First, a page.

Mr. Straw

I thank the right hon. Gentleman very much for those words. I share with him all his sentiments. It is important for us to remind ourselves, if we needed any reminding, as he has said, that Turkey is and has been a strong and important ally of ours in NATO since its inception. It has been allied with us as part of our common defence here in the United Kingdom. In addition to that, it is now an applicant member of the European Union, and we have been giving Turkey every assistance in joining the EU as quickly as possible.

The right hon. Gentleman asked me a number of specific questions. Was there any pre-warning of the terrorist attack? The answer is no. We keep the issue of travel advice under close review. Since the Bali atrocity in October last year, we significantly upgraded the way in which intelligence is handled within the system and the way in which judgments are made on that, which in turn may feed their way into published travel advice. As I have already indicated, the travel advice was changed earlier this week in response to the terrorist bombings at the synagogues last Saturday.

The right hon. Gentleman asks me whether security at the consulate general and other buildings had been reviewed and strengthened, given the earlier attacks. The answer to that is yes. When I spoke to Abdullah Gul, the Turkish Foreign Minister, earlier today, he said to me—I think, as it was a very poor telephone line—that Turkish security personnel had been able to intercept the car trying to drive in to the main compound of the consulate general, the result of which may have been fewer injuries and deaths than would otherwise have occurred. That, however, is subject to the caveat I have just entered.

The right hon. Gentleman asks whether there are any indications that the same group carried out this morning's attack as carried out the atrocities on Saturday. I have no specific information, but I would be surprised if there were no, or no substantial, links with that group.

The right hon. Gentleman's final question was whether, given the global nature of terrorism, we would give further advice to people thinking not only of travelling to or staying in Turkey, but wider afield. The answer to that is yes. When we deem it necessary to change travel advice in respect of one country because of specific information relating to that country, we always also make judgments on whether to widen the advice, as we have in respect of many parts of the middle east, so that people are alert to the wider implications of a specific threat.

Mr. Menzies Campbell (North-East Fife)

On behalf of my right hon. and hon. Friends, I join in the expressions of sympathy to those who have been injured and the families of those who have been killed, whatever their nationality. I echo the support for the Government of Turkey under Mr. Ertegun, who have made so much progress in the brief period since they took office.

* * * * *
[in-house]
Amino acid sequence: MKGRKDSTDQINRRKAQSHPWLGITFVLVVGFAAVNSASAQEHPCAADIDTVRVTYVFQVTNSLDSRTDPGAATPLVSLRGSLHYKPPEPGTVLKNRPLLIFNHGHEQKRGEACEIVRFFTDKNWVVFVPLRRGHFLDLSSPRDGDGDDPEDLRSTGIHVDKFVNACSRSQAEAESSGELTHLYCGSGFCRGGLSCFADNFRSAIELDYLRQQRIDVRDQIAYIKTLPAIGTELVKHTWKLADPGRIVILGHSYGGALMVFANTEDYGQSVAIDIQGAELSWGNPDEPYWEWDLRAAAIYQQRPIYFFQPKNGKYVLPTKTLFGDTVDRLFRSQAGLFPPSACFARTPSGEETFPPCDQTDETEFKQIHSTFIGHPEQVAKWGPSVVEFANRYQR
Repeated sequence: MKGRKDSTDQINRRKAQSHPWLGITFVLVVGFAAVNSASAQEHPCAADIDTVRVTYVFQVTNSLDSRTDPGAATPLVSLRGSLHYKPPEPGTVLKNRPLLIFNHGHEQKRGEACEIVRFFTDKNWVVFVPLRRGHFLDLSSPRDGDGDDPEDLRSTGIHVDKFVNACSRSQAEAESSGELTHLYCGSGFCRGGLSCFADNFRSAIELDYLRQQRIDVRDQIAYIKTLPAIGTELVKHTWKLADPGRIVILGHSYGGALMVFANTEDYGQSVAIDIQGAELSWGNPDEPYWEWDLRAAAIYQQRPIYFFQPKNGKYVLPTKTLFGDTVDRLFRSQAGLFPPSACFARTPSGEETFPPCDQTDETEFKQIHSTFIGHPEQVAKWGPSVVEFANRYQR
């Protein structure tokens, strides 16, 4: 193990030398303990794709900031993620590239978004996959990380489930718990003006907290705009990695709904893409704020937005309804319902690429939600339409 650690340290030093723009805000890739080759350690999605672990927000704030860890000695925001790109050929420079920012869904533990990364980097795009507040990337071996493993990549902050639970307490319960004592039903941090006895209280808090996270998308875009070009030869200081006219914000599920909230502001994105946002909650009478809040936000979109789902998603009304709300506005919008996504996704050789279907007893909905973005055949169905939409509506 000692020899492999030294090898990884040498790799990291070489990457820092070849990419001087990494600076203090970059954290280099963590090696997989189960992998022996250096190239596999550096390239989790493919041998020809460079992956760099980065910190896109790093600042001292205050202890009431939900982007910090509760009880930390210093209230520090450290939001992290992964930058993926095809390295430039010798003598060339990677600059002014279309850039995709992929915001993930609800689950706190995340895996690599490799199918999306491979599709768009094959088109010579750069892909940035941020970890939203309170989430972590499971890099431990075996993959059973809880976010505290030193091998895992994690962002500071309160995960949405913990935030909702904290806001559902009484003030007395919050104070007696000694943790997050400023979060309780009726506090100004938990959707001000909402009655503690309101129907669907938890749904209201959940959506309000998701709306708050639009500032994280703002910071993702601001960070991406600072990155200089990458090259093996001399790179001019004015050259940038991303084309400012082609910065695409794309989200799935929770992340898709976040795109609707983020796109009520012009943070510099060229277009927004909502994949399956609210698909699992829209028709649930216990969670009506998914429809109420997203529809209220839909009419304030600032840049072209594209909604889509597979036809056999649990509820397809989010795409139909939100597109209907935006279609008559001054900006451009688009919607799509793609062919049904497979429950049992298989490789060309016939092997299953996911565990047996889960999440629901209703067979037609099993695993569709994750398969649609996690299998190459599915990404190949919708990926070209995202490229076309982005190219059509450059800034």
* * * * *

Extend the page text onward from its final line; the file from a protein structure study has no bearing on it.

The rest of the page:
Are not these events a harsh and brutal reminder not only that indiscriminate violence is the mark of the terrorist, but that those who represent British interests abroad are now in the front line? Does the Foreign Secretary agree that if these events are claimed to be part of a jihad, it is a curious jihad, which targets Muslims as willingly and indiscriminately as those of any other religion? The whole House expected the Foreign Secretary to say that the United Kingdom would not be deflected from a determination to combat terrorism, but does he agree that such a determination ought to be matched with prudence—with a commitment to a continuing review of security and a further commitment to ensure that those who represent our interests abroad are not put at unnecessary risk?

Mr. Straw

I am grateful to the right hon. and learned Gentleman for his comments and I entirely support what he said in respect of our admiration for the people of Turkey and our backing for Turkey generally as well as in this time of very great need.

The right hon. and learned Gentleman asked was it not now the case that those who represent British interests abroad are in the front line of threats or the reality of terrorism. My response to him is to say that everybody, of any nationality and of any faith, is in the front line of acts of terrorism. That is underlined by his point that many acts of terrorism have taken place in Muslim countries or in African countries where the overwhelming proportion of casualties have been Muslims or people of African origin, not westerners. It is worth remembering that many Muslims died in the worst terrorist atrocity of all, on 11 September 2001, and that in the appalling atrocities that took place on 7 August 1998 in Nairobi and Dar es Salaam more than 200 people were killed and more than 5,000 injured, of whom the overwhelming proportion were individuals of African and Muslim origin, not of western origin.

Donald Anderson (Swansea, East)

We obviously have a special responsibility for our diplomatic personnel overseas. Can my right hon. Friend say what the position is of our distinguished consul general, Roger Short, in Istanbul? As my right hon. Friend rightly said, we again have a terrorist outrage, almost certainly by Islamic militants, and the majority of the victims are Muslim. Surely the message is clear. We and the Muslim world share a common enemy and the intelligence should flow properly and co-operatively between us. Will the Secretary of State therefore encourage religious leaders in this country and abroad to take that message and to co-operate as fully and as widely as they can against that common scourge and enemy?

Mr. Straw